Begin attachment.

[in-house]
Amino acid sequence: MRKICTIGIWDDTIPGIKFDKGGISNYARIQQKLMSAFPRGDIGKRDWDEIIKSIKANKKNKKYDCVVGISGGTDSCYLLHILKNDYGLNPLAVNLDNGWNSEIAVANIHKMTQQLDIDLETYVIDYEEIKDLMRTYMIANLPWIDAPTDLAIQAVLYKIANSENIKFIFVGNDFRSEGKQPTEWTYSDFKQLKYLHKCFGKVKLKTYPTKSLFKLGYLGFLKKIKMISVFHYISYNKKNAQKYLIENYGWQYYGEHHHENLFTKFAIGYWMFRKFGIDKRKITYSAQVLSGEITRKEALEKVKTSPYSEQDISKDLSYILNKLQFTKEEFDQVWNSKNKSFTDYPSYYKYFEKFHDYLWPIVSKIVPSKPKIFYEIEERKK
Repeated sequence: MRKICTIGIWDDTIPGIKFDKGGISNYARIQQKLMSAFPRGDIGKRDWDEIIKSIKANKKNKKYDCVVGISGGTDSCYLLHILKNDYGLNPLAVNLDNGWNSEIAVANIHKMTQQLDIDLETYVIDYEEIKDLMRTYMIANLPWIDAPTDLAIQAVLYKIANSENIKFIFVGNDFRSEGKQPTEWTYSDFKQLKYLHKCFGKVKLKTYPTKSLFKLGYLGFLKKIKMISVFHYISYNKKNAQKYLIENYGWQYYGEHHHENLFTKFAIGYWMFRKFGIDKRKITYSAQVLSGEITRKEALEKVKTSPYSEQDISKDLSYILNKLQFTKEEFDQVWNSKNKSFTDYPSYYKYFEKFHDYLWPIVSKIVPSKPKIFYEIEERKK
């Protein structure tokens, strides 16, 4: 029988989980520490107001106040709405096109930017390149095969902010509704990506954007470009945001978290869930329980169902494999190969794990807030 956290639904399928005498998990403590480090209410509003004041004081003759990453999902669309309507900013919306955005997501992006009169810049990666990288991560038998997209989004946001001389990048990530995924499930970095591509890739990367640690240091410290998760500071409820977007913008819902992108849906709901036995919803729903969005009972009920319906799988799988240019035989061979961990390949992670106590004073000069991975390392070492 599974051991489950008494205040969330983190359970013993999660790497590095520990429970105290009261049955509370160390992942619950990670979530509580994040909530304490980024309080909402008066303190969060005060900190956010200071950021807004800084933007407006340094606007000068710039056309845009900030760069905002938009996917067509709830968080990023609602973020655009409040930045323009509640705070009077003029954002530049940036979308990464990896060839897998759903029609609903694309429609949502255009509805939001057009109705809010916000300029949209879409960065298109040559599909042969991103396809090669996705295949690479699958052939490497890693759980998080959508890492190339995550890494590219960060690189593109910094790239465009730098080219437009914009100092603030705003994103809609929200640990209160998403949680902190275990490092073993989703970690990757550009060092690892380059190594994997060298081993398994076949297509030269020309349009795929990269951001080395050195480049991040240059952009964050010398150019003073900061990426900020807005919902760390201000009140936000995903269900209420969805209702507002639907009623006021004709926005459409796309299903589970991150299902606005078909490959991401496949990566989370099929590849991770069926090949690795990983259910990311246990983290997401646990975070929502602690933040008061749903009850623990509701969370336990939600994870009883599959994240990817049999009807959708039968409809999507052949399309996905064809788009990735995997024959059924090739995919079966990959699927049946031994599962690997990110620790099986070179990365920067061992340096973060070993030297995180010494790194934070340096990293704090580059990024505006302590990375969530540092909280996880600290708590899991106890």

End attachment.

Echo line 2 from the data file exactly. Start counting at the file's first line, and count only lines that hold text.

Amino acid sequence: MRKICTIGIWDDTIPGIKFDKGGISNYARIQQKLMSAFPRGDIGKRDWDEIIKSIKANKKNKKYDCVVGISGGTDSCYLLHILKNDYGLNPLAVNLDNGWNSEIAVANIHKMTQQLDIDLETYVIDYEEIKDLMRTYMIANLPWIDAPTDLAIQAVLYKIANSENIKFIFVGNDFRSEGKQPTEWTYSDFKQLKYLHKCFGKVKLKTYPTKSLFKLGYLGFLKKIKMISVFHYISYNKKNAQKYLIENYGWQYYGEHHHENLFTKFAIGYWMFRKFGIDKRKITYSAQVLSGEITRKEALEKVKTSPYSEQDISKDLSYILNKLQFTKEEFDQVWNSKNKSFTDYPSYYKYFEKFHDYLWPIVSKIVPSKPKIFYEIEERKK